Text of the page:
Posted by Onyedi Ojiabor, Abuja | 8 January 2019 | 1,596 times
The Senate on Monday pleaded with organised labour to shelve its planned nationwide industrial action over a new minimum wage in the interest of the country.
The upper chamber said that Nigeria Labour Congress (NLC) and its sister organisations should drop the proposed strike because findings showed that President Muhammadu Buhari is working to convince states to pay the new wage.
Chairman Senate Committee on Labour, Senator Abu Ibrahim, who spoke on organised labour’s strike threat over the N30,000 minimum wage agitation, said that the federal and state government on one hand and organised labour, on the other hand, should work to strike a balance in the interest of the country.
The Katsina South lawmaker noted that the negotiation for a new salary structure is basically for the federal and state governments to conclude since they are to implement resolutions.
He said that the Senate can only intervene if there is serious disagreement that required the input of the legislature.
He insisted that it is obvious that President Buhari is working round the clock trying to convince the states to agree to pay the proposed new minimum wage.
The committee chairman added that labour unions are Nigerians who could also appreciate the financial state of the states.
He noted that it is equally evident that “there is no way, a state like Lagos can pay an amount and you expect some other states to pay like Lagos.”
He suggested the need to look at the system of the minimum wage, especially a change in the variations to allow the states to determine their minimum wages.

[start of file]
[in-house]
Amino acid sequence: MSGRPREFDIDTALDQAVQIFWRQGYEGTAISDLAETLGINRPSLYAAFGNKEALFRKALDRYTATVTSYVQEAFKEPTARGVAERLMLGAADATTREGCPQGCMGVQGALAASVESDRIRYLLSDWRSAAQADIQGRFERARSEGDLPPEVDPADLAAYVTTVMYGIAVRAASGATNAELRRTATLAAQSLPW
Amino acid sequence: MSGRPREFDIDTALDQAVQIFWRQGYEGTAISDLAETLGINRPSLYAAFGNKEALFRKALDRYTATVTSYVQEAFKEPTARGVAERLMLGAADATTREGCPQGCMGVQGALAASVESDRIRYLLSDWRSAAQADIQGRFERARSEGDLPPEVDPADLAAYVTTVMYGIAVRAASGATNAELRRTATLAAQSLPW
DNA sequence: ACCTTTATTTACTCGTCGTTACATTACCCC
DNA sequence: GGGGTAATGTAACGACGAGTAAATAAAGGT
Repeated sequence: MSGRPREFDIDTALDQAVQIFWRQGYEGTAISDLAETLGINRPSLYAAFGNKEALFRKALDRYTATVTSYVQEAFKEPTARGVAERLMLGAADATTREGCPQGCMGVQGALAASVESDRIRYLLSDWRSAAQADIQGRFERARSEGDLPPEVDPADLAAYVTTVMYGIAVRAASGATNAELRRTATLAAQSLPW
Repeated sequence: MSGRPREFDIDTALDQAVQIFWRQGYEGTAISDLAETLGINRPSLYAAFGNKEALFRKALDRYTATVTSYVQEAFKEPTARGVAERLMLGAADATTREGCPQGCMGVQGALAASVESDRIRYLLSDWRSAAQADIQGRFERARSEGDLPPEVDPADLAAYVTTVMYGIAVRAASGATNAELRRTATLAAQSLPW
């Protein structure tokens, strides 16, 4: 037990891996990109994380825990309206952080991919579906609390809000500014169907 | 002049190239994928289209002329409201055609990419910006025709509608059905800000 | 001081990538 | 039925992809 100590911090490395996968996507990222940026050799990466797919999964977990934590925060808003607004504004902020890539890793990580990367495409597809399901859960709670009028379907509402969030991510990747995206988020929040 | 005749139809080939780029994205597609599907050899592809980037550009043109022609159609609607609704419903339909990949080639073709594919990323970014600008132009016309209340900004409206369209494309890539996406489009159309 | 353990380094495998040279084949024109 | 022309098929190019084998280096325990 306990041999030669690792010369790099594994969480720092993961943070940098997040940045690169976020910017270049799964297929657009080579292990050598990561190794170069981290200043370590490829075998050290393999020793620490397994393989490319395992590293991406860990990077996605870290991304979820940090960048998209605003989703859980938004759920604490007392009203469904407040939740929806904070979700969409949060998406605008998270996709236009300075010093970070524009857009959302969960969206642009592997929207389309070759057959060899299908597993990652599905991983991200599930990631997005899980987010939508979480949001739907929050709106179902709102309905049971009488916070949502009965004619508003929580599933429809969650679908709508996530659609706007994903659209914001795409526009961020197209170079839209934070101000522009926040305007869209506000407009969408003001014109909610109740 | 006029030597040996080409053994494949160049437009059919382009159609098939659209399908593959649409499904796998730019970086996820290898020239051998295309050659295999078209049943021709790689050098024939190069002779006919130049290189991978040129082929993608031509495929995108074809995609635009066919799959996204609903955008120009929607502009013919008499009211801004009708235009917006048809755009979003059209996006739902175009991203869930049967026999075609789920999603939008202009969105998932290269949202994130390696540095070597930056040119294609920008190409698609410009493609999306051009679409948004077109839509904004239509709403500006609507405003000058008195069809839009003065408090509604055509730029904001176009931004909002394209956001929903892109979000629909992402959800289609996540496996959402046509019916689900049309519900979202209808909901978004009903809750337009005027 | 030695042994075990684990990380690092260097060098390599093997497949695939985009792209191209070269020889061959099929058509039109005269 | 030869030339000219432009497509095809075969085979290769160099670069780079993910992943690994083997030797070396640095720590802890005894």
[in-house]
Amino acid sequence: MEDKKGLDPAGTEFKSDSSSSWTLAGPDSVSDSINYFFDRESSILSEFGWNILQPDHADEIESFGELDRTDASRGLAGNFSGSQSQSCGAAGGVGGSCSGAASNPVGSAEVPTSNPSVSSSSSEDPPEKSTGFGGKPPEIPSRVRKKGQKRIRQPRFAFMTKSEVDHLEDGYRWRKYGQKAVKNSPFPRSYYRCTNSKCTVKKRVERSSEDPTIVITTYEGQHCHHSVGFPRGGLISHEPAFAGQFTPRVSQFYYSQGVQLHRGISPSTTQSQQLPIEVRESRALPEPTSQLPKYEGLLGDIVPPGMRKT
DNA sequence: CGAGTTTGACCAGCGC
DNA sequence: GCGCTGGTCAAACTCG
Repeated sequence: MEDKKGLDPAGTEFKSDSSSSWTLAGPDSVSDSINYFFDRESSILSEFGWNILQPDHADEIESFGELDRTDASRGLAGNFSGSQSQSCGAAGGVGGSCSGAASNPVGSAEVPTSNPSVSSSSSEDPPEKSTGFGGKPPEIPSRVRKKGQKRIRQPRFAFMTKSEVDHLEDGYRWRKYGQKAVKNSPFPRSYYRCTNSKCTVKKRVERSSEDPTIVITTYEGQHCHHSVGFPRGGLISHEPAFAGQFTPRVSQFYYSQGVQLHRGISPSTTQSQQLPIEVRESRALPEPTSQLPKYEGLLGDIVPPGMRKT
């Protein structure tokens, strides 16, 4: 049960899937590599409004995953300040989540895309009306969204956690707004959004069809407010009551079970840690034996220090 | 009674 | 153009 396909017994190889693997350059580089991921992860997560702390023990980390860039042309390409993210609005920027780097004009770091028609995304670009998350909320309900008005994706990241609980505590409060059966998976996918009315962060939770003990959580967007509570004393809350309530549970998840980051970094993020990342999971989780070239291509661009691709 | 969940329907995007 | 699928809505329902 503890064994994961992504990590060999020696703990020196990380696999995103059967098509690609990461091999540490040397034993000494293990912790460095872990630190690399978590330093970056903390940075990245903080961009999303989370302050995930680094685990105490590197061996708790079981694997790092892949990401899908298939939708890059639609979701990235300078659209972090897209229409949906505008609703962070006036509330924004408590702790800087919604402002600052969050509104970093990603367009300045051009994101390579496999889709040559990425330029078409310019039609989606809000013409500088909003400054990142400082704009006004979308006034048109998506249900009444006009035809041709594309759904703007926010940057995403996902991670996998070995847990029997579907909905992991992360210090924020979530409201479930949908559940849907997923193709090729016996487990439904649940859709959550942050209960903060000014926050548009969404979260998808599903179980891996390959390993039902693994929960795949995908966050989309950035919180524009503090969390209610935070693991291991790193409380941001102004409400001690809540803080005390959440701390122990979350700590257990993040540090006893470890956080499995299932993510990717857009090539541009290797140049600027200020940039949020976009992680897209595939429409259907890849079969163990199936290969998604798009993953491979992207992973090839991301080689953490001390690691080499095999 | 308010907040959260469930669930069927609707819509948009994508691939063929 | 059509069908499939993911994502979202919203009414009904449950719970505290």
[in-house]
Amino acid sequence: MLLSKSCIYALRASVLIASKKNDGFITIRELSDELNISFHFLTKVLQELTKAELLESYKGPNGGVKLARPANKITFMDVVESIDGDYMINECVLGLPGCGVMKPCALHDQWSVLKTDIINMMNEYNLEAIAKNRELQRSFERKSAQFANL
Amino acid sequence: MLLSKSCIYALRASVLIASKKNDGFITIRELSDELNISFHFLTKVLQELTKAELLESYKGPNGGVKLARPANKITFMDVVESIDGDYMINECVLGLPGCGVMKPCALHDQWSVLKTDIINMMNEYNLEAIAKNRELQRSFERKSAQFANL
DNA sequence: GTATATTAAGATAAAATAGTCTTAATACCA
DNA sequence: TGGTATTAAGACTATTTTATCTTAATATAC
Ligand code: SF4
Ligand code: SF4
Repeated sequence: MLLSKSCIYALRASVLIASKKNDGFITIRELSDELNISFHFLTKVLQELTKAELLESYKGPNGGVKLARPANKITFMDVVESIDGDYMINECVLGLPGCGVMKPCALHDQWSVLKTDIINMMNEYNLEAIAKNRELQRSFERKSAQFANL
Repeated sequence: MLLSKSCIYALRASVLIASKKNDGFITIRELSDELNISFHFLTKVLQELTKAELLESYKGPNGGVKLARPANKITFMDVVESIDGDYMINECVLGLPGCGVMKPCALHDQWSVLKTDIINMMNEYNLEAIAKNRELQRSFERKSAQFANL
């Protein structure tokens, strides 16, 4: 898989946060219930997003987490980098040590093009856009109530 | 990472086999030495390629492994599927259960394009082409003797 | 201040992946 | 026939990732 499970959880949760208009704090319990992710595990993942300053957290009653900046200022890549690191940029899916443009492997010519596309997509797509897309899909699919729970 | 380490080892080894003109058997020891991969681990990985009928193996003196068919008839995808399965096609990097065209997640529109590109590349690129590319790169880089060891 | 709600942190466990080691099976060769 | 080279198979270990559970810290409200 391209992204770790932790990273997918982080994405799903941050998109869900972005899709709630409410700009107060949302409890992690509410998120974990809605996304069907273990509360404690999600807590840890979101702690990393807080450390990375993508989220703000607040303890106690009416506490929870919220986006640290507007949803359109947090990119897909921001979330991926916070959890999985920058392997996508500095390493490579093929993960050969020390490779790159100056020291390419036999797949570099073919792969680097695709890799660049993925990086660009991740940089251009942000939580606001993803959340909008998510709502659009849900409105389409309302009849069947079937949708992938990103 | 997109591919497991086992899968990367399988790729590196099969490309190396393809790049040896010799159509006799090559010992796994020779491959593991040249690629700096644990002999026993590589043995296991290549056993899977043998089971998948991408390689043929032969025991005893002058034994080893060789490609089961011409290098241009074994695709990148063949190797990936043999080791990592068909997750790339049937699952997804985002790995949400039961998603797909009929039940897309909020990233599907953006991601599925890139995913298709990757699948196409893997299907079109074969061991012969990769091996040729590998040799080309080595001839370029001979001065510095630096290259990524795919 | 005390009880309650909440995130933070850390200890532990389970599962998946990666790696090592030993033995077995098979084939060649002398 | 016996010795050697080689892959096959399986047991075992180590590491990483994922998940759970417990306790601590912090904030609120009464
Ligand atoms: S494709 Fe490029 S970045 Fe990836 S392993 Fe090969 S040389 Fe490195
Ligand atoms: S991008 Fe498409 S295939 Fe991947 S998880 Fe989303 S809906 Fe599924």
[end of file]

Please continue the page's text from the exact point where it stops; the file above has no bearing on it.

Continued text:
Ibrahim who took over the Senate Labour Committee shortly before the Senate went on Christmas and New Year break, noted that “what is important is for the government to sit with labour and proffer solution and labour should know that Nigeria is a federation and the federal government had to give assistance to the states to be able to pay even the current N18, 000.”
Both sides in the negotiation, he said, should be reasonable in order to seal an amicable solution in the interest of the country.
According to him, “President Buhari has been a salary earner and he knows how the workers feel and I am sure he would be on the sides of the workers.”
He noted that what is needed is harmonization and understanding on both sides to reach a middle ground.
On the transmission of a new minimum wage bill to the National Assembly for passage into law, Ibrahim said that it should not lead to strike since the federal government can transmit the agreement “but must carry the states along.”
He noted that the federal government cannot act unilaterally especially if states refused to go along with the federal government on what to pay.
He said, “The federal government can pay, but how many of the states can pay? Will the federal government continue to assist the states to pay the N30, 000?
“Even if the agreement is transmitted, it has to pass through the committee and the committee would work on it and follow all the processes before the Senate can finally decide and pass the law,” he said.
On the 2019 Appropriation Bill, Ibrahim said that as far as he is concerned, the National Assembly can conclude work on the budget within three weeks after resumption next week.
•Sourced from The Nation report
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